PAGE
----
Blocked crossings are an inconvenience of everyday life for many people. But they can also lead to life-threatening situations when ambulances and fire vehicles cannot gain access to scenes of emergency. Leaving the problem of blocked crossings to the railroad companies -- rather than a sensible set of FRA rules and penalties -- is surely a prescription for a worsening problem over time. As Willie Lake, the mayor of York, put the point in the New York Times article: "They have no incentive" to make substantial changes in their operations to substantially improve the blocked-crossing problem. The FRA needs to provide clear and sensible regulations that give the companies the incentives needed to address the problem.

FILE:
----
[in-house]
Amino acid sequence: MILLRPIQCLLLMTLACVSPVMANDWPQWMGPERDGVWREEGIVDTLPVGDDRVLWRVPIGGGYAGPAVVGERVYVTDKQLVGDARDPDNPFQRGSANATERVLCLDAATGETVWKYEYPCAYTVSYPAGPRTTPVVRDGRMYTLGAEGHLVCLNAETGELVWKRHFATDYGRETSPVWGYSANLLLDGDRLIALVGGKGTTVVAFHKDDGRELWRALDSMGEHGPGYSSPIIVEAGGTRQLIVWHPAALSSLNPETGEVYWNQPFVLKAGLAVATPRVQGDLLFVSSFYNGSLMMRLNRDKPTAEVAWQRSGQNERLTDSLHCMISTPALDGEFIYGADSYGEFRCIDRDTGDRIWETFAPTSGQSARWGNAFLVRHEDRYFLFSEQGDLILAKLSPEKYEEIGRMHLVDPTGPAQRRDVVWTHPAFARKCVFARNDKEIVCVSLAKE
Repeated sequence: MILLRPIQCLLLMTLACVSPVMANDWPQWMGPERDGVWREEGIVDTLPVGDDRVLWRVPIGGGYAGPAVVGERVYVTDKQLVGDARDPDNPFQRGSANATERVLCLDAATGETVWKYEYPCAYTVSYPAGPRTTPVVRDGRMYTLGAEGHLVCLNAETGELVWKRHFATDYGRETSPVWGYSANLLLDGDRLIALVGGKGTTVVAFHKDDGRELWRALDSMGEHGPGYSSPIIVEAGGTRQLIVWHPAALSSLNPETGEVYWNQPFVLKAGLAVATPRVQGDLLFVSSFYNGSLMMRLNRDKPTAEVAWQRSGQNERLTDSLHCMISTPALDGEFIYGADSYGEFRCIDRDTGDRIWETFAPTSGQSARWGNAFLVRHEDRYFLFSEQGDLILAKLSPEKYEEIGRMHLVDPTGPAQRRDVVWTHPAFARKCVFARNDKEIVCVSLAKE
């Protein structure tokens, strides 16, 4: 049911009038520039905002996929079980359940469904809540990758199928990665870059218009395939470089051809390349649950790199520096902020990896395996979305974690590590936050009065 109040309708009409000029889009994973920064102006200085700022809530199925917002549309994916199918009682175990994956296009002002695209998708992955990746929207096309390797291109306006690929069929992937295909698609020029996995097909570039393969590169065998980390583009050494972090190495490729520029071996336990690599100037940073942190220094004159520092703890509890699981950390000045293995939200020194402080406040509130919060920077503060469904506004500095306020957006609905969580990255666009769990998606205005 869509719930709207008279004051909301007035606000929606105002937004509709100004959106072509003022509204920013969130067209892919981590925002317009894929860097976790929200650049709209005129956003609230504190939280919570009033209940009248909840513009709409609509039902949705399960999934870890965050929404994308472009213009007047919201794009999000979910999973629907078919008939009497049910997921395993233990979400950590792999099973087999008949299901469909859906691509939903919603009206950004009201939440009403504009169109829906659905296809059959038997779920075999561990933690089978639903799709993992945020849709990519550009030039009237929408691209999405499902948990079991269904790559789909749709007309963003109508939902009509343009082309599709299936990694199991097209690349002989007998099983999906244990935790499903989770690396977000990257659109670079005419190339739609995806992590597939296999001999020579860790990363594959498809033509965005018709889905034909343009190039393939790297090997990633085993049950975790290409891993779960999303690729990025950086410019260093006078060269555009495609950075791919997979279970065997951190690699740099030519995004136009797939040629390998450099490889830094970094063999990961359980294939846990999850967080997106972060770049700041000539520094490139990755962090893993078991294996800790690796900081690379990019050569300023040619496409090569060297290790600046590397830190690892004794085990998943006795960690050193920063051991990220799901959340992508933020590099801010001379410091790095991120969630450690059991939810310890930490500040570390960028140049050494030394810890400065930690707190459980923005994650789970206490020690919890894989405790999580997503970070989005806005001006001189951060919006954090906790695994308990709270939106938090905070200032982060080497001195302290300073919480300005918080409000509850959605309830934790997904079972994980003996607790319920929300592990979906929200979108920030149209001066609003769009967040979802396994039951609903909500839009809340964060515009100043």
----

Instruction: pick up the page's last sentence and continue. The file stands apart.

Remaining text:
(The Washington Post ran an extensive story in May on blocked rail crossings, with examples from Leggett, Texas; link. The National Academy of Science is conducting a study of the safety implications of freight trains longer than 7,500 feet (link).)